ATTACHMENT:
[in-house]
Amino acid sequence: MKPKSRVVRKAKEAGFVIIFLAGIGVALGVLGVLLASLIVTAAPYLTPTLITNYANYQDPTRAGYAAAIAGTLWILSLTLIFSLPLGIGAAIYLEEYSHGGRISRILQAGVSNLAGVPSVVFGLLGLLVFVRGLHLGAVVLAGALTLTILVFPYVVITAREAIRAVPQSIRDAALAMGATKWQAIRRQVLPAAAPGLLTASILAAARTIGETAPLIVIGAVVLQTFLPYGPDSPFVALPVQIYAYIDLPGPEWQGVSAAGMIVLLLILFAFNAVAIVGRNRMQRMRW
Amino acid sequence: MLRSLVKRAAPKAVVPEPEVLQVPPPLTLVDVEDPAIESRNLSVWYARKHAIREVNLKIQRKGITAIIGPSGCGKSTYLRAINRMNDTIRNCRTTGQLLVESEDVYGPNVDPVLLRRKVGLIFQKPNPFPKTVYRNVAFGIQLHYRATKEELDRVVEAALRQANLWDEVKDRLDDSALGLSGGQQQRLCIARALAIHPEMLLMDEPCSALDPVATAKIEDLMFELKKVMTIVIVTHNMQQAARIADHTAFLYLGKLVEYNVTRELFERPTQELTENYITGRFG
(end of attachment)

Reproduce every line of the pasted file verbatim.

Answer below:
[in-house]
Amino acid sequence: MKPKSRVVRKAKEAGFVIIFLAGIGVALGVLGVLLASLIVTAAPYLTPTLITNYANYQDPTRAGYAAAIAGTLWILSLTLIFSLPLGIGAAIYLEEYSHGGRISRILQAGVSNLAGVPSVVFGLLGLLVFVRGLHLGAVVLAGALTLTILVFPYVVITAREAIRAVPQSIRDAALAMGATKWQAIRRQVLPAAAPGLLTASILAAARTIGETAPLIVIGAVVLQTFLPYGPDSPFVALPVQIYAYIDLPGPEWQGVSAAGMIVLLLILFAFNAVAIVGRNRMQRMRW
Amino acid sequence: MLRSLVKRAAPKAVVPEPEVLQVPPPLTLVDVEDPAIESRNLSVWYARKHAIREVNLKIQRKGITAIIGPSGCGKSTYLRAINRMNDTIRNCRTTGQLLVESEDVYGPNVDPVLLRRKVGLIFQKPNPFPKTVYRNVAFGIQLHYRATKEELDRVVEAALRQANLWDEVKDRLDDSALGLSGGQQQRLCIARALAIHPEMLLMDEPCSALDPVATAKIEDLMFELKKVMTIVIVTHNMQQAARIADHTAFLYLGKLVEYNVTRELFERPTQELTENYITGRFG